When these barons and knights of France, who had been used to handsome hotels, ornamented apartments, and castles with good soft beds to repose on, saw themselves in such poverty, they began to laugh, and to say before the admiral, "What could have brought us hither? We have never known till now what was meant by poverty and hard living. We now have found the truth of what our fathers and mothers were used to tell us, when they said,-'Go, go, thou shalt have in thy time, shouldst thou live long enough, hard beds and poor lodgings:' all this is now come to pass." They said also among themselves, "Let us hasten the object of our voyage, by advancing towards England: a long stay in Scotland will be neither honourable nor profitable." The knights made remonstrances respecting all these circumstances to sir John de Vienne, who appeased them as well as he could, saying,- " My fair sirs, it becomes us to wait patiently, and to speak fair, since we are got into such difficulties. We have a long way yet to go, and we cannot return through England. Take in good humour whatever you can get. You cannot always be at Paris, Dijon, Beaune or Châlons: it is necessary for those who wish to live with honour in this world to endure good and evil."

By such words as these, and others which I do not remember, did sir John de Vienne pacify his army in Scotland. He made as much acquaintance as he could within the Scottish barons and knights: but he was visited by so very few it is not worth speaking of; for, as I have said before, there is not much honour there, and they are people difficult to be acquainted with. The earls of Douglas and Moray were the principal visitants to the lords of France. These two lords paid them more attention than all the rest of Scotland.

But this was not the worst, for the French were hardly dealt with in their purchases; and whenever they wanted to buy horses, they were asked, for what was worth only ten florins, sixty and a hundred : with difficulty could they be found at that price. When the horse had been bought there was no furniture nor any housings to be met with, unless time respective articles had been brought with them from Flanders. In this situation were the French: besides, whenever their servants went out to forage, they were indeed permitted to load their horses with as much as they could pack up and carry, but they were way-laid on their return, and villanously beaten, robbed, and sometimes slain, insomuch that no varlet dared go out foraging for fear of death. In one month the French lost upwards of a hundred varlets: for when three or four went out foraging not one returned, in such a hideous manner were they treated. -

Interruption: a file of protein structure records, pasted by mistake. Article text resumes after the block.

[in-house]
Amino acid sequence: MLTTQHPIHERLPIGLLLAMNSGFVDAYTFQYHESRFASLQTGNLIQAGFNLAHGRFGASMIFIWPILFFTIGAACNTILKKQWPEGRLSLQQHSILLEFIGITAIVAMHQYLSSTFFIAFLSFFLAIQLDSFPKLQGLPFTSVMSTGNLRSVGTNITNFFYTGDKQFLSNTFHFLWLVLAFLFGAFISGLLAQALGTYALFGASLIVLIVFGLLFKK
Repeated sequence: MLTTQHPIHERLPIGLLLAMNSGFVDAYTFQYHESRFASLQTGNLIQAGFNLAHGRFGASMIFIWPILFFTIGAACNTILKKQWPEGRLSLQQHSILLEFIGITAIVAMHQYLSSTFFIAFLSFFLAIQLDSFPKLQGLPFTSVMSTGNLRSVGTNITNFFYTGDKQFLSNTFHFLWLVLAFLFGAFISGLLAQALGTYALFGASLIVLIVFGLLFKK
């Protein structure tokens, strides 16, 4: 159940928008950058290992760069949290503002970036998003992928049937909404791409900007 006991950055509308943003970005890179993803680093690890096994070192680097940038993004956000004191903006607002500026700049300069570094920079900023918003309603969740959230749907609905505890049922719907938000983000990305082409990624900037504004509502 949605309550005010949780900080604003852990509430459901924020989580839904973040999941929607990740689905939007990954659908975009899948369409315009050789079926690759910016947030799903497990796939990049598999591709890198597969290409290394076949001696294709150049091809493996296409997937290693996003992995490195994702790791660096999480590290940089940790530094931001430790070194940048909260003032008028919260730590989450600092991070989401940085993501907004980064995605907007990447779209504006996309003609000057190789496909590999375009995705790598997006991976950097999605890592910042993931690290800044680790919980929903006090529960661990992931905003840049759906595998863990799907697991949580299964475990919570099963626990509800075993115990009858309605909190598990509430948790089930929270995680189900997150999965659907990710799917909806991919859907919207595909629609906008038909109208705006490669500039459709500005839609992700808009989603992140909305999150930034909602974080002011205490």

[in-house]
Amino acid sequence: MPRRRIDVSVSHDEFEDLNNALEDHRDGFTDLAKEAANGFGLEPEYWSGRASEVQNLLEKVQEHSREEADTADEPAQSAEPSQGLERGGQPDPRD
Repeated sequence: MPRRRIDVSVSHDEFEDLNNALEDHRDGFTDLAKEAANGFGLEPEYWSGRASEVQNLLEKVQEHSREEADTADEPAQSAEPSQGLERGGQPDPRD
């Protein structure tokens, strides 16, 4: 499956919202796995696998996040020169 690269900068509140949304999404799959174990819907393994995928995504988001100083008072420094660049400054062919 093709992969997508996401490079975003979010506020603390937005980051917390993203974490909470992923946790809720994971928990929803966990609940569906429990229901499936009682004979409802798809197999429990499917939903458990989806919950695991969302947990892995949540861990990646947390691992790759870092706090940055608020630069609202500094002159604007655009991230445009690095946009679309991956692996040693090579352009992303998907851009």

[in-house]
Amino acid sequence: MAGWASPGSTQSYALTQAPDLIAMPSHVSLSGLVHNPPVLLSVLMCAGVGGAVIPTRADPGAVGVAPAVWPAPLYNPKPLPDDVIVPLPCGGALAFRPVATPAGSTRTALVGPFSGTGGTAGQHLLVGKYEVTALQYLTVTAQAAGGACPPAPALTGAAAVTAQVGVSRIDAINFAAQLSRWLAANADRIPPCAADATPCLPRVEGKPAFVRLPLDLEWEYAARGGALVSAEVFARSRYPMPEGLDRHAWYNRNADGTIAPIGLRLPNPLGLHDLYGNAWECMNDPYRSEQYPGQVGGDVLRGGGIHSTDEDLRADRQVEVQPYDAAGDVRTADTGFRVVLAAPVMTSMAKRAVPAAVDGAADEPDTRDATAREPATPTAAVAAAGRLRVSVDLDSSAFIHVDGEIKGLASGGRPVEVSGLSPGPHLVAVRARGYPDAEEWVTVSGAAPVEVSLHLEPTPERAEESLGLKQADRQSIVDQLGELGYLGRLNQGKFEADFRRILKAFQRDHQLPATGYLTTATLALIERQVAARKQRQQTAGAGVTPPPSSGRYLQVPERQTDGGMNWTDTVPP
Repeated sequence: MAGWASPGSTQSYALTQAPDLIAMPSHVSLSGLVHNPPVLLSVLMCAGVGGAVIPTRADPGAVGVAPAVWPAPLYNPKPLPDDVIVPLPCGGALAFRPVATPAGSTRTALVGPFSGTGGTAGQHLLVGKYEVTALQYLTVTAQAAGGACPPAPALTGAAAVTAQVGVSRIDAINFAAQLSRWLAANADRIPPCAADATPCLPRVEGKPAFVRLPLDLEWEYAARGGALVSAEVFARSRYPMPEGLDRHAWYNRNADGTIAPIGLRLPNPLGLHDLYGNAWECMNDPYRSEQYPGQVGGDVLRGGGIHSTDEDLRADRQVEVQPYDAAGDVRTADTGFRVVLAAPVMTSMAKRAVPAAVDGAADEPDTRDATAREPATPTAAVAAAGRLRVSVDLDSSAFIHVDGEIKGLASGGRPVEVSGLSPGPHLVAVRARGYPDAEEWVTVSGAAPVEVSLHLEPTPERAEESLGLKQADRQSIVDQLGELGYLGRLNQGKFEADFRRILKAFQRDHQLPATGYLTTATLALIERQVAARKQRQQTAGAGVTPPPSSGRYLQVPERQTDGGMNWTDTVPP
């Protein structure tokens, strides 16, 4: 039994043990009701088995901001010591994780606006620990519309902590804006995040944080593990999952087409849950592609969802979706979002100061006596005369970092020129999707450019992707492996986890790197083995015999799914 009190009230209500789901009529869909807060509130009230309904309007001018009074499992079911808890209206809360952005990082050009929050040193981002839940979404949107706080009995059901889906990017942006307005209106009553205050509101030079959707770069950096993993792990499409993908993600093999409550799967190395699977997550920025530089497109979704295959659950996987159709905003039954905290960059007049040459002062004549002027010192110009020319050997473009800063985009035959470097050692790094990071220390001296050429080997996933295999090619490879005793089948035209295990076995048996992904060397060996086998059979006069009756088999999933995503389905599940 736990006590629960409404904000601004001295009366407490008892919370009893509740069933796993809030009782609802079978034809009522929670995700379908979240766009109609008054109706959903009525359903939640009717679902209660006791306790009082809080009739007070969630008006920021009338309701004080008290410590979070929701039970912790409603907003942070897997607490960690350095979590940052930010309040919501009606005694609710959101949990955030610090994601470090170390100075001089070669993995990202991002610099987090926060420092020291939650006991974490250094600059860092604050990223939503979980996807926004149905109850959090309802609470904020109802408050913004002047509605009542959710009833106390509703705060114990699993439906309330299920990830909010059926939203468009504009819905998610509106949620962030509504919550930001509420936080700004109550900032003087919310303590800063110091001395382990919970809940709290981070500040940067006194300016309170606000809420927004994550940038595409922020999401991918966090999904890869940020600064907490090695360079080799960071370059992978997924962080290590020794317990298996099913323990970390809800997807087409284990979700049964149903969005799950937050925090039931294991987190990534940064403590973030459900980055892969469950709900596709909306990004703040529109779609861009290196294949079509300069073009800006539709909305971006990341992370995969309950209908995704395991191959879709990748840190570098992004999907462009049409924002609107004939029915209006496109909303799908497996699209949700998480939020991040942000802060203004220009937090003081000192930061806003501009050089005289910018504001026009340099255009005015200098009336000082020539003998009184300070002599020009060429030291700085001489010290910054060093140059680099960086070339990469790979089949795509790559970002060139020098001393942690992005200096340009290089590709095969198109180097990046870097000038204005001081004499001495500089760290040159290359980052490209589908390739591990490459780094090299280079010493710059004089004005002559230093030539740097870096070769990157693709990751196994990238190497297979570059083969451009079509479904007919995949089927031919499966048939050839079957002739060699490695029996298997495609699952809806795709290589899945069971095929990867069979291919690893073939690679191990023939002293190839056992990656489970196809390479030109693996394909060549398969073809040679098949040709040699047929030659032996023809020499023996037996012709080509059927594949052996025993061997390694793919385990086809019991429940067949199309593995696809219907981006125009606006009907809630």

With all this the king required many entreaties before he would come forward: the knights and squires of Scotland were the cause of this, for they declared, they would not at this season wage war with England, that time French might pay more dearly for their coming. Before the king would come to Edinburgh, it was necessary to pay him a large sum of money for himself and his courtiers. Sir John de Vienne engaged, under his seal, that he would never quit Scotland until the king and his people were perfectly satisfied: for, had he not done so, he would not have had any assistance from the Scots. He was obliged to make this bargain or a worse; but however advantageous it was for them, and whatever affection he gained by it, they made the war solely profitable for themselves, as I shall relate in this history.